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How to Freeze Zucchini Noodles

freezing zucchini noodles

Salted and unsalted zoodles in portion ready bags before and after freezing

Zucchini is one of those garden vegetables that often outperforms a gardener’s wildest expectations. Despite learning the same lesson year after year, I always plant too much, by which I mean more than one plant. Even if you don’t garden, the prices for this veggie go way down in the summer time, a great way to catch a bargain.

Freezing is a great means of preservation because it is much faster than drying, and does not add the salts and sugars that are required with pickling. (To be fair, both of those methods also have their place!) You can take your harvest well into the winter months if you follow some simple tricks and guidelines offered in this article.

Can Zucchini Noodles be Frozen?

Well…yes and no.

Because zucchini has such a high-water content, freezing takes a toll on this delicate gourd. The water inside each cell of the plant expands when frozen, breaking through the cell walls and turning this once vibrant garden favorite into mush.

For zucchini noodles good enough to dress with your favorite pasta sauce, only fresh will do.

But wait….!

If you plan to use your zoodles in a future recipe that calls for baking, the texture won’t be critical. For me, being able to bake fresh zucchini bread year-round is one reason to freeze some portions of my spiralized zukes to squirrel away for winter.

Another option is to salt and drain your zukes before freezing. This will yield zucchini noodles that are good enough to add to a casserole or soup, although the salty flavor will make them useless for baking.

 

Blanch Method

To freeze for recipes that will not tolerate added salt (such as baking), you will want to use this method. Before you get started, check your recipes to see what portions will work. For example, my bread recipe calls for 2 cups, so I make sure that I pack and label my freezer bags accordingly.

  1. Bring a large pot of water to a boil. (At least a pint for every cup of zukes.)
  2. Thoroughly wash, trim and spiralize.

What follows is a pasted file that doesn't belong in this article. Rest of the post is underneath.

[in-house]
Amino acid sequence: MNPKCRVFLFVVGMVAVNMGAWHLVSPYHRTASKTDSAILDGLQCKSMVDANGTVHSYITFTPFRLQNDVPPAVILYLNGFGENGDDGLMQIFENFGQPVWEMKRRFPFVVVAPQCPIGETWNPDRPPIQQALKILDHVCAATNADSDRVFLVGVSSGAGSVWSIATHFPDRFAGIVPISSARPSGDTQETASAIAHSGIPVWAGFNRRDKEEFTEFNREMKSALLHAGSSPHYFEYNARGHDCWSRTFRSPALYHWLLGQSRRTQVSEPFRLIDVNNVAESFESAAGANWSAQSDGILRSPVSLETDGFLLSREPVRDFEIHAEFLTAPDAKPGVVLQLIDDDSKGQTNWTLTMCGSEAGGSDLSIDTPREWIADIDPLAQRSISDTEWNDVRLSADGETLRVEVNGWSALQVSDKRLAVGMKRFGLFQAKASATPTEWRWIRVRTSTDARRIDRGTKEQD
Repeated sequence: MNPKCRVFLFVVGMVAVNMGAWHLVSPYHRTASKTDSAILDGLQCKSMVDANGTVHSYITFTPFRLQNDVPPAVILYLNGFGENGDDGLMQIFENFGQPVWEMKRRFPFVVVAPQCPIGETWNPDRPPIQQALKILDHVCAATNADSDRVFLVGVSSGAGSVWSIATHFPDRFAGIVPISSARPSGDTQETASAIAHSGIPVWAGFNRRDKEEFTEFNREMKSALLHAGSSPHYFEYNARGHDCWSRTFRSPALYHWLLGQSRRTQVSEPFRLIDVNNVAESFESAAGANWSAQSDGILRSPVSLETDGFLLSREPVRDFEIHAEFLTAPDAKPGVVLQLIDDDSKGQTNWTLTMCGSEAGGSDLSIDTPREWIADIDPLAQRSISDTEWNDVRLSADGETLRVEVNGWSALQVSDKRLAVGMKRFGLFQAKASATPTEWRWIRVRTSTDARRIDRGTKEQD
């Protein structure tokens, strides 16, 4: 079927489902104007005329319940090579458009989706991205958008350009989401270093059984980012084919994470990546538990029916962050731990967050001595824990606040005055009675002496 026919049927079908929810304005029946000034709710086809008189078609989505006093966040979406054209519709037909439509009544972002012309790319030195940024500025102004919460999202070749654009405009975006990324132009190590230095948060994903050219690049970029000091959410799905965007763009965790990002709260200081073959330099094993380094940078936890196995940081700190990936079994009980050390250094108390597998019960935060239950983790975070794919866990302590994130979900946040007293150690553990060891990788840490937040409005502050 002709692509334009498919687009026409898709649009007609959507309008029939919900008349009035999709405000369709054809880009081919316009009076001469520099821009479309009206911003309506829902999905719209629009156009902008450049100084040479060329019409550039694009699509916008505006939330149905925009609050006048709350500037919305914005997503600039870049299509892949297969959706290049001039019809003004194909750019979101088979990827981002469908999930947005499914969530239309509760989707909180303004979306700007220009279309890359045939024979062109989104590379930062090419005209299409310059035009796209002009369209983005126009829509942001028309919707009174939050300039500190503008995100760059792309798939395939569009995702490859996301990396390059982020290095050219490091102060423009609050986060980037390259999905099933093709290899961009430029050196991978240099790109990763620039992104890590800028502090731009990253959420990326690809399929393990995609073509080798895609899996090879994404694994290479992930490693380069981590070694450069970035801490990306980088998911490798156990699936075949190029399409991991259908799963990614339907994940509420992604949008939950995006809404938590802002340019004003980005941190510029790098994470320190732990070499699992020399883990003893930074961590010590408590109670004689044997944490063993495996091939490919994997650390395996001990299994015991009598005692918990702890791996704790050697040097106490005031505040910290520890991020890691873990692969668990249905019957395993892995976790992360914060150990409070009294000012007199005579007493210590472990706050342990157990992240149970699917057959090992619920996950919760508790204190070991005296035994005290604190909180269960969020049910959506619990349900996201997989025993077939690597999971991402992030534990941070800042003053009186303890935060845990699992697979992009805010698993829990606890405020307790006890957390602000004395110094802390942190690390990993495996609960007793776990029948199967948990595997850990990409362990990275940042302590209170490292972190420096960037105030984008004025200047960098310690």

3. Fill your sink or a large bowl with icy water. It needs to be large enough to submerge your colander in. You can also use your salad spinner for this in a pinch.
  4. Once your water is at a rolling boil, add your spiralized zucchini in batches that are small enough to not cool the water down too fast.
  5. Boil for 30 seconds.
  6. Immediately drain and submerge in ice water.
  7. Stir around until completely cold.
  8. Pat dry with paper towels.
  9. Pack into portion labeled freezer bags, squeezing out any excess air.

 

Salt Method

Despite what you may read on the internet, this method will not work miracles. Although salting zukes will give you a slightly better texture after freezing, it still won’t be nice enough to dress with sauce and eat. However, this method is a good if you want to use as an accent in savory recipes like soups, stews or casseroles.

  1. Clean and spiralize your zucchini noodles into a large bowl.
  2. Sprinkle with about 1 teaspoon of kosher salt per pound of zucchini. Toss so that they will be coated evenly.
  3. Drain in a colander for 1 hour.
  4. Rinse with cold water. Don’t overdo it here – just enough to rinse the excess salt off.
  5. Doing no more than 2 cups at a time, place your zoodles over a triple layer of cheesecloth. Pull the corners together and twist and squeeze the ball of zucchini. The more you twist, the more moisture you will get out of your noodles before freezing.
  6. Remove from the cheesecloth and pack tightly into freezer bags, pressing out as much air as you can before sealing. Make sure to use portions that make sense for a single recipe, such as one or two cups.

Either way you decide to go, both of these methods will help you take advantage of this abundant summer vegetable so that you can enjoy it year-round!

Find out how to make Zucchini noodles even if you don’t have a spiralizer

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